Taraxacum spp.; The dandelion is both a common as well a special species. On Iceland too, it is common in many different ecosystems ranging from urban waste area's to highland mountain regions. Botanists are often interested in rare species. Dandelions therefore usually get little attention as it is so common. But isn't it a marvel to find a species both in backyard gardens or as a street weed in Reykjavik and also on the deserts like the Sprengisandur (and all intermediate habitats like meadows)? Dandelions reproduce asexually, meaning the seed are formed from asexual cells. They are full-clones of the parent plant. It means that the species definition is complicated. One can also explain the wide range of ecosystems where these plants can be found due to strong (genetic) adaptation, specialized to the specific ecosystem. Specialists chop the dandelions into a myriad of (micro-)species which only the specialist understands. Even botanical ecologists don't bother to identify the specific species in their research and call them simply Taraxacum spp. meaning a dandelion species. The English name dandelion originates from the French expression "Dents de Lion" meaning the Tooth of a Lion. Another group of daisies that show a superficial resemblance belong to the genus Leontodon (hawkbits). Of coarse this Latin name also translates into "Tooth of a Lion". They are however, less related to the dandelion than the superficial resemblance suggests. L. autumnalis, autumn hawkbit, as well as closely related Hieracium species (hawkweeds) can also be found on Iceland.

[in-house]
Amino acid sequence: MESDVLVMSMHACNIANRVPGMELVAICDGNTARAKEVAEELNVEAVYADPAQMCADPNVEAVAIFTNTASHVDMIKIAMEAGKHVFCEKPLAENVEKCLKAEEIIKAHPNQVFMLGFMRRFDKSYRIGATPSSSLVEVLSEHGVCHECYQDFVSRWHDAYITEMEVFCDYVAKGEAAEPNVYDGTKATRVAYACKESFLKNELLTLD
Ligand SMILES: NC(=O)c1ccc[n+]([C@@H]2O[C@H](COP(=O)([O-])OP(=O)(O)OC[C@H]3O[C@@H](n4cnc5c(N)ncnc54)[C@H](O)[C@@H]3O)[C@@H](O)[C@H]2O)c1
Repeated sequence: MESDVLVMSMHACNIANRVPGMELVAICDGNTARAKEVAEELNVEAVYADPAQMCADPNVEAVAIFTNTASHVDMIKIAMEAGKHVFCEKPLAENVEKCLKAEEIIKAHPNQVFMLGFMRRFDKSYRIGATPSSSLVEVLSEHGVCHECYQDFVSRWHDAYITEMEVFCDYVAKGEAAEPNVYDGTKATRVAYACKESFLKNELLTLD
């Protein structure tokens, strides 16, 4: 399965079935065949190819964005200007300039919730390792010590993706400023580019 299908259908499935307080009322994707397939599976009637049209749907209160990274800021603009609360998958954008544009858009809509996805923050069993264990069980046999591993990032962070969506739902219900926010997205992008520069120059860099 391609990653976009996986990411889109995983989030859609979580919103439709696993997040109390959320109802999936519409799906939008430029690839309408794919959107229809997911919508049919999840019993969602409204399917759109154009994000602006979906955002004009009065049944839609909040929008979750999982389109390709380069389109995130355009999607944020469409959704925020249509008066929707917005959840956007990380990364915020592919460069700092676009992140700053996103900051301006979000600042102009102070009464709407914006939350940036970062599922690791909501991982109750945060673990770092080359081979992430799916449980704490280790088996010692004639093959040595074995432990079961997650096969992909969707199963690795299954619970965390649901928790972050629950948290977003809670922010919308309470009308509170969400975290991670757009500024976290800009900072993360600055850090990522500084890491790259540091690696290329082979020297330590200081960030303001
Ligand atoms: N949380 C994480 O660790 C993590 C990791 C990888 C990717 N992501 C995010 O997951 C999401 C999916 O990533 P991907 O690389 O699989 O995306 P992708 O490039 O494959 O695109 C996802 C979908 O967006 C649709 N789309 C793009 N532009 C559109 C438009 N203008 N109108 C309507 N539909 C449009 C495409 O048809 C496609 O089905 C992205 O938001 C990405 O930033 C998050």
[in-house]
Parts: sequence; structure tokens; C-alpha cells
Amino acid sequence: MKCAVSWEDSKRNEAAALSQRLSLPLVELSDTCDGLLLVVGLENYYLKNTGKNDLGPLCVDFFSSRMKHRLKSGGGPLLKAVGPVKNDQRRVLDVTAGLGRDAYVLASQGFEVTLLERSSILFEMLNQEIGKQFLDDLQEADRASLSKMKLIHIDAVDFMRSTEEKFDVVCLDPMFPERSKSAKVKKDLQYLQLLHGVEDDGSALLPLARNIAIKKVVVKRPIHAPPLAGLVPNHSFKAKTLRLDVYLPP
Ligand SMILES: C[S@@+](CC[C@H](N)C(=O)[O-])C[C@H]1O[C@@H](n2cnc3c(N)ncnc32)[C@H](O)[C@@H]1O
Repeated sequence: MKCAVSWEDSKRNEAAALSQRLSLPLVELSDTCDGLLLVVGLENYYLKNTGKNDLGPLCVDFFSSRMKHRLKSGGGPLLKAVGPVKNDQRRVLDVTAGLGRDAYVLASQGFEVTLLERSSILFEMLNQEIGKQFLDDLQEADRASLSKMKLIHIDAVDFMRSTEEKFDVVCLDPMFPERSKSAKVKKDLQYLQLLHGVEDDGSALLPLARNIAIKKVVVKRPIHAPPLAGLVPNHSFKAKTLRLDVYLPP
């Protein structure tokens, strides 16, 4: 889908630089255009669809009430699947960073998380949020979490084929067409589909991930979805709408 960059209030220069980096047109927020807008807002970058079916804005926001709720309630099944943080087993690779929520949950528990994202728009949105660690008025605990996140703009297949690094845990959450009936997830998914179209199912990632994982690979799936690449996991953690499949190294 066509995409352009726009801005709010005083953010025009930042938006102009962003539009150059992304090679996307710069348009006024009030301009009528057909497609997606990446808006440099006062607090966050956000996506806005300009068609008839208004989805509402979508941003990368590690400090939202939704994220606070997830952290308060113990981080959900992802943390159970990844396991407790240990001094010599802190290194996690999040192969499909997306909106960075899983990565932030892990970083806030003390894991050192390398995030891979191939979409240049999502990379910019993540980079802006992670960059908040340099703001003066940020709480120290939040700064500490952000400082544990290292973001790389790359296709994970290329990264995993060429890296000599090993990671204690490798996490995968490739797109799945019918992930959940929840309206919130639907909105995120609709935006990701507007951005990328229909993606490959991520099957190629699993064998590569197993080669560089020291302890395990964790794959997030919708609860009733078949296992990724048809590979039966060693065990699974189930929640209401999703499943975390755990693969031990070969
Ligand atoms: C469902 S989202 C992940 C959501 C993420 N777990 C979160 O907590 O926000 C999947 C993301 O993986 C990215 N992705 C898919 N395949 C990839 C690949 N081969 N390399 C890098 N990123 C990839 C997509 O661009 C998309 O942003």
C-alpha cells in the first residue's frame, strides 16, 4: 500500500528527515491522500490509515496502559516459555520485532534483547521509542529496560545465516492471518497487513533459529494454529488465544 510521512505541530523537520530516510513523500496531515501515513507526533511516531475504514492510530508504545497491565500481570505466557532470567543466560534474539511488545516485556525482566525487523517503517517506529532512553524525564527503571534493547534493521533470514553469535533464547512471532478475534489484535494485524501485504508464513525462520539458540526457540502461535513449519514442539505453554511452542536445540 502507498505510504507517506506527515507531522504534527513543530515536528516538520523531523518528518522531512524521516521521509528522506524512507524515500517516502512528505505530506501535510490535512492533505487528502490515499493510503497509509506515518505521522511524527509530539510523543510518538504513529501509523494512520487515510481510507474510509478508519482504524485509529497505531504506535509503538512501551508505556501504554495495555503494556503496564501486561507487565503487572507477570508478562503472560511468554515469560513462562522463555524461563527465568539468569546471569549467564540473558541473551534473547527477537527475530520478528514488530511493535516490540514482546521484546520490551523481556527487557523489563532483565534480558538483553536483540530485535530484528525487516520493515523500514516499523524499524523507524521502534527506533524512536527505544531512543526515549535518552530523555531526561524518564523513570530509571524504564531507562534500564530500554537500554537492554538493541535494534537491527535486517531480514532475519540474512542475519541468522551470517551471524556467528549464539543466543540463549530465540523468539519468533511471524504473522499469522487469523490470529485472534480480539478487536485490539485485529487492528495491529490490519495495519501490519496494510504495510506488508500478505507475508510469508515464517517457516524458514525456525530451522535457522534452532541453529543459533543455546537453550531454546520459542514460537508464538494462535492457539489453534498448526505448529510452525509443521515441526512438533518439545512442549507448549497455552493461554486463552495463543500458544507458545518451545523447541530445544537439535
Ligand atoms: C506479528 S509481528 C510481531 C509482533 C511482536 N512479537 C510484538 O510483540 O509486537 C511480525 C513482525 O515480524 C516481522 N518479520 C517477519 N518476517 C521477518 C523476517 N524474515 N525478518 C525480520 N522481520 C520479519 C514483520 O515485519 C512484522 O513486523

It is a member of the Asteraceae family (= Compositae ), the daisy family. The Icelandic name of this species is Túnfífill.